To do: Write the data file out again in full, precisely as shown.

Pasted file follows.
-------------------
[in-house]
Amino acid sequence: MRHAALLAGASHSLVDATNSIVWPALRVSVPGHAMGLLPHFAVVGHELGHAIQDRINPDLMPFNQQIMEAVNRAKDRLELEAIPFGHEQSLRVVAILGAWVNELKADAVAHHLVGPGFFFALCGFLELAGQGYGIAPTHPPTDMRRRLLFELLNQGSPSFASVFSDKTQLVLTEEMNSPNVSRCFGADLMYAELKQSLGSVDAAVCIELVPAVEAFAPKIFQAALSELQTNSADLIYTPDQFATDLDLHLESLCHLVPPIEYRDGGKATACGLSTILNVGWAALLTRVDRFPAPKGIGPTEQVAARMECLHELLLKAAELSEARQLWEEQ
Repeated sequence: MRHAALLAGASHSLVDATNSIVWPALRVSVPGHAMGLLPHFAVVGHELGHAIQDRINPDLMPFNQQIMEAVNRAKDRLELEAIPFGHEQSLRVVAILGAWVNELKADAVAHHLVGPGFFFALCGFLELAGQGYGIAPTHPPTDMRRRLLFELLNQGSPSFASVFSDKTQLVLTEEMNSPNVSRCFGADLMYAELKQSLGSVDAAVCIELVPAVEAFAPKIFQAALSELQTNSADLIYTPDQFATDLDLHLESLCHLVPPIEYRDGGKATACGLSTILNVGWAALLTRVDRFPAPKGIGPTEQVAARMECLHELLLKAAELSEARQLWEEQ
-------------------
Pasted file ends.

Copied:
[in-house]
Amino acid sequence: MRHAALLAGASHSLVDATNSIVWPALRVSVPGHAMGLLPHFAVVGHELGHAIQDRINPDLMPFNQQIMEAVNRAKDRLELEAIPFGHEQSLRVVAILGAWVNELKADAVAHHLVGPGFFFALCGFLELAGQGYGIAPTHPPTDMRRRLLFELLNQGSPSFASVFSDKTQLVLTEEMNSPNVSRCFGADLMYAELKQSLGSVDAAVCIELVPAVEAFAPKIFQAALSELQTNSADLIYTPDQFATDLDLHLESLCHLVPPIEYRDGGKATACGLSTILNVGWAALLTRVDRFPAPKGIGPTEQVAARMECLHELLLKAAELSEARQLWEEQ
Repeated sequence: MRHAALLAGASHSLVDATNSIVWPALRVSVPGHAMGLLPHFAVVGHELGHAIQDRINPDLMPFNQQIMEAVNRAKDRLELEAIPFGHEQSLRVVAILGAWVNELKADAVAHHLVGPGFFFALCGFLELAGQGYGIAPTHPPTDMRRRLLFELLNQGSPSFASVFSDKTQLVLTEEMNSPNVSRCFGADLMYAELKQSLGSVDAAVCIELVPAVEAFAPKIFQAALSELQTNSADLIYTPDQFATDLDLHLESLCHLVPPIEYRDGGKATACGLSTILNVGWAALLTRVDRFPAPKGIGPTEQVAARMECLHELLLKAAELSEARQLWEEQ